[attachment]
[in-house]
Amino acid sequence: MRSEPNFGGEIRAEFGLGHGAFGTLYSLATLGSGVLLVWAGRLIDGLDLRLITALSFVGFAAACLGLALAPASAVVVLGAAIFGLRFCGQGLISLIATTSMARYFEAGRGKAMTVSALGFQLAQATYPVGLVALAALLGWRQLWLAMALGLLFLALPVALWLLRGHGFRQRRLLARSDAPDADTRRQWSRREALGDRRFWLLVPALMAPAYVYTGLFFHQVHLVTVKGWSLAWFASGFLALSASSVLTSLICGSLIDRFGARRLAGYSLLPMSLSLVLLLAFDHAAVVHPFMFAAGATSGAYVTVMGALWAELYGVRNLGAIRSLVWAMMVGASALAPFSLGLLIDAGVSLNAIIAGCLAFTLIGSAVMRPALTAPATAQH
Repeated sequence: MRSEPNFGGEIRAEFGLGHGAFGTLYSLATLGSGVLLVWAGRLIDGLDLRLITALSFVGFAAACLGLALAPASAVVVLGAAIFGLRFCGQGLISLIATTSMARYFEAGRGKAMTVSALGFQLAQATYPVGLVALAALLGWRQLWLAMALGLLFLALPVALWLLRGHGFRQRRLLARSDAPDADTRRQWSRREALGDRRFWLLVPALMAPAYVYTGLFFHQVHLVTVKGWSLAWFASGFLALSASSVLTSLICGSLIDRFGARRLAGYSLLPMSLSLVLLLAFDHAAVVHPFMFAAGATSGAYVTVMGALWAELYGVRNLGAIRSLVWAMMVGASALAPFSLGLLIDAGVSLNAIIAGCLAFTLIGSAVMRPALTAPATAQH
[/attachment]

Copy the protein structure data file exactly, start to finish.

[in-house]
Amino acid sequence: MRSEPNFGGEIRAEFGLGHGAFGTLYSLATLGSGVLLVWAGRLIDGLDLRLITALSFVGFAAACLGLALAPASAVVVLGAAIFGLRFCGQGLISLIATTSMARYFEAGRGKAMTVSALGFQLAQATYPVGLVALAALLGWRQLWLAMALGLLFLALPVALWLLRGHGFRQRRLLARSDAPDADTRRQWSRREALGDRRFWLLVPALMAPAYVYTGLFFHQVHLVTVKGWSLAWFASGFLALSASSVLTSLICGSLIDRFGARRLAGYSLLPMSLSLVLLLAFDHAAVVHPFMFAAGATSGAYVTVMGALWAELYGVRNLGAIRSLVWAMMVGASALAPFSLGLLIDAGVSLNAIIAGCLAFTLIGSAVMRPALTAPATAQH
Repeated sequence: MRSEPNFGGEIRAEFGLGHGAFGTLYSLATLGSGVLLVWAGRLIDGLDLRLITALSFVGFAAACLGLALAPASAVVVLGAAIFGLRFCGQGLISLIATTSMARYFEAGRGKAMTVSALGFQLAQATYPVGLVALAALLGWRQLWLAMALGLLFLALPVALWLLRGHGFRQRRLLARSDAPDADTRRQWSRREALGDRRFWLLVPALMAPAYVYTGLFFHQVHLVTVKGWSLAWFASGFLALSASSVLTSLICGSLIDRFGARRLAGYSLLPMSLSLVLLLAFDHAAVVHPFMFAAGATSGAYVTVMGALWAELYGVRNLGAIRSLVWAMMVGASALAPFSLGLLIDAGVSLNAIIAGCLAFTLIGSAVMRPALTAPATAQH